top of page




With a somewhat unusual two currency monetary system and a very unique political/social situation, Cuba's foreign currency exchange can appear a bit daunting for a first time visitor, but with the basic information below, most people should be able to grasp the essentials without too much trouble. 

Cuba is like most other foreign destinations; you bring a major foreign currency and exchange it into the local currency to make purchases while you’re there. Cuban currency is NOT traded internationally, so you can’t buy it in advance. You buy it when you arrive in Cuba.  The hotel is the best place to change money.


1.) The major legal currency for Cuba is the Cuban Convertible Peso, CUC. It’s what you exchange your foreign currency for and make all your purchases with in Cuba. Most tourists will only ever deal with CUC. For international exchange purposes 1.00 Cuban Convertible Peso = $1.00 USD.   Note that there is a 10% penalty charged when exchanging USA dollars, both for you and a Cuban.   You will only receive 87 CUC for one USA dollar when changing money, allowing for the 10% penalty and a 3% currency exchange fee.   

2.) The second legal currency in Cuba is the Cuban Peso, CUP, which is rarely used by the vast majority of tourists, but it’s still something you should know about as it is perfectly legal for tourists to use it. For example, you can pay the ride in old taxis anywhere in Cuba in CUP. They cost between 10 CUP and 20 CUP per person depending on the distance and destination. However, you can pay for the service in CUC as well. Just be aware that there is no way to pay 10 CUP in CUC, so that will cost you 50 centavos CUC, which is 12 CUPs. You can also use CUP in local shops where Cubans buy their provisions. 


Outside of a resort or hotel when you're travelling independently it’s always handy to have a few Cuban Pesos on you. You get about 24 of them for 1 Convertible Peso.


If you leave a tip, leave it in CUC.


Be aware: 

It's rare to be scammed by being charged in CUC but given your change in CUP, however it's a good idea to know how to recognize the two different currencies:

Note: The 3 CUP bill with the image of Che Guevara makes a nice inexpensive souvenir.

Accurate exchange rates:

All the internet currency exchange sites (like,,,, etc.) are useless for real budgeting because they only give mid-market rates, ignoring the buy/sell costs that you'll be charged at the bank or Cadeca in Cuba.


At present this is the ONLY website that gives you the exact exchange rates that you will receive at a bank or exchange facility in Cuba. 


USA travellers: Don't forget to subtract an additional 10% for the surcharge that Cuba charges against your USD - it's the only foreign currency that gets hit with this additional fee. This is in addition to the 3% service charge.  Very Important: Your full passport is required for ALL currency exchanges.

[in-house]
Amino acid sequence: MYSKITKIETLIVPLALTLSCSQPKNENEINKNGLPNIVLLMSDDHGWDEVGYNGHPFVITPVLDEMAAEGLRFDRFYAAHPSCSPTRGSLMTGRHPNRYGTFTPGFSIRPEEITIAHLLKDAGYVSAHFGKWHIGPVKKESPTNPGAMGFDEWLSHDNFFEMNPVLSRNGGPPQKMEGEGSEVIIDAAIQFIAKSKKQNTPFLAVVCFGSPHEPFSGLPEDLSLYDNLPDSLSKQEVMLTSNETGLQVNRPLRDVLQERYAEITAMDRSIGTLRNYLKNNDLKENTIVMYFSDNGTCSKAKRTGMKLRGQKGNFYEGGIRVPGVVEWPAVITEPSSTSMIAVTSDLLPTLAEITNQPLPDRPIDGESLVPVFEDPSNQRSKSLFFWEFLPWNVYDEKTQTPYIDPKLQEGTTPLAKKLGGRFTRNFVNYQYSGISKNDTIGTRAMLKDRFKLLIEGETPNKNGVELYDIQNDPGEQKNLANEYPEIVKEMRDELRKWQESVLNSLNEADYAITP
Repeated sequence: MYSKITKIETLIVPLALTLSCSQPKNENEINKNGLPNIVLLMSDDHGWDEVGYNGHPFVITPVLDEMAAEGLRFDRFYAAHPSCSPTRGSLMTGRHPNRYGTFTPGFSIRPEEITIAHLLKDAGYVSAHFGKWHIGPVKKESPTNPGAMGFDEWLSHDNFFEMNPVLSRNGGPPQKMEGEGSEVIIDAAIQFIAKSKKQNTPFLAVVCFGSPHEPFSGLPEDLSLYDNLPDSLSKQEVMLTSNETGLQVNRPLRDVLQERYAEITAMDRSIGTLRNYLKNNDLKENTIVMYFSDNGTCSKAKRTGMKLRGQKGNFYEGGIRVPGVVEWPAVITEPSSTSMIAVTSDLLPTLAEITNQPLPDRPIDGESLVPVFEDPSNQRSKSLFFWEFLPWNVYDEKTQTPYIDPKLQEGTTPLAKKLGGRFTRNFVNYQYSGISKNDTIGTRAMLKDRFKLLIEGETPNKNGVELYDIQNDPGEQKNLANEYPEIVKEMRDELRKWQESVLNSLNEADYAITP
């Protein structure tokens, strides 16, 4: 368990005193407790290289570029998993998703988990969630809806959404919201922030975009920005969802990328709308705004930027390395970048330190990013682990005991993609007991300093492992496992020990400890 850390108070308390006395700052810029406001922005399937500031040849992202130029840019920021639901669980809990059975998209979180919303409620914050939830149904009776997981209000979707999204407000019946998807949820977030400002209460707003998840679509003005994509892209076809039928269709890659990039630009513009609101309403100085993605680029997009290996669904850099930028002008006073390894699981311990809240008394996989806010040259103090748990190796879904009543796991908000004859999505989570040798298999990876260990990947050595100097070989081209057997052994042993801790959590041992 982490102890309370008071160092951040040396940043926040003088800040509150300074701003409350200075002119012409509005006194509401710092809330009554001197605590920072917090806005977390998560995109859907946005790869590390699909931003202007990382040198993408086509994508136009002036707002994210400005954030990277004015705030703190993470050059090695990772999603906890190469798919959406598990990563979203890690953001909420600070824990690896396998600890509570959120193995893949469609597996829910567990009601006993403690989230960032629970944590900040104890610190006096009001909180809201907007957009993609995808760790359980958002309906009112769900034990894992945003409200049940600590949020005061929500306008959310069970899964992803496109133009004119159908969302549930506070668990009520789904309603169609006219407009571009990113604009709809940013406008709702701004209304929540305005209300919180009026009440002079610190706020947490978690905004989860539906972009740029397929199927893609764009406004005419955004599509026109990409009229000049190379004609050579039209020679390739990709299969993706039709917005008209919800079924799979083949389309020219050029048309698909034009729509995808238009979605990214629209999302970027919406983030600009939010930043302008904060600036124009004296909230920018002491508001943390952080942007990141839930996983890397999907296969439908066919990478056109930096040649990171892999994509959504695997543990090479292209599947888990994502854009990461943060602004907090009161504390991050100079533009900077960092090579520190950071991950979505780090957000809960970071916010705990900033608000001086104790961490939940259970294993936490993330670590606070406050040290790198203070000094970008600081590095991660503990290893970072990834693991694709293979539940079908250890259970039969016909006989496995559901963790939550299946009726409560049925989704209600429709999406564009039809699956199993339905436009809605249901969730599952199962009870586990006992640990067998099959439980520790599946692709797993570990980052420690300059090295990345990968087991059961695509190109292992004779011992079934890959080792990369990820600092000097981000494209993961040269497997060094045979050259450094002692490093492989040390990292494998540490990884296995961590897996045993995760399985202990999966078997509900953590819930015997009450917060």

Exchanging currency: 

Always bring new(ish) bank notes, with no rips, tears or markings.  All foreign coins are useless, same as almost anywhere else in the world. Resort workers or any Cuban in contact with foreigners will accept them, but then you're burdening another tourist with the task of exchanging the coins back into paper cash. In other words, leave change at home!


#1 Tourist Scam in Cuba: 

Unfortunately it's money exchange. Fortunately though it's also 100% easily avoidable. Always take a calculator with you so you know the correct amount of CUC that should be coming to you. If you don’t have a calculator do NOT accept any transaction that doesn't come with a printed receipt. Take your time and re-count your money in front of the teller. Do not feel rushed!


Getting rid of your Cuban Convertible Pesos: 

You can exchange your leftover CUC at the airport when you leave, but naturally you'll lose money in the exchange. A much better way to handle your CUC is to budget wisely during the last few days of your trip so you don’t arrive at the airport loaded with useless CUC. Bring enough to buy a snack and whatever you wish at the airport Duty Free shop or save it for your next trip. (Remember though, technically you aren't supposed to take CUC and CUP out of Cuba.)



For the most part, U.S. credit and debit cards are not accepted in Cuba.  Stonegate Bank, located in Florida, recently announced the issuance of credit cards that can be used on the island.  Visit their site for more information  Unfortunately, though it may seem troublesome to carry cash with you at all times, it is currently just about the only option for Americans.



Like anywhere else in the world, tipping is expected and appreciated in Cuba.  Be sure to carry small coins with you at all times to compensate people for their services.  You will notice that restrooms in restaurants and other public spaces usually have an attendant who gives you the toilet paper and expects a few coins in return. In all inclusive resorts employees are sometimes not allowed to take tips, and small gifts of make-up, toys etc. are greatly appreciated  In all cases, don’t overtip, as believe it or not, it can be interpreted as a condescending gesture.  Limit tips to 10-15% of your bill.

SOURCE:  Trip Advisor



bottom of page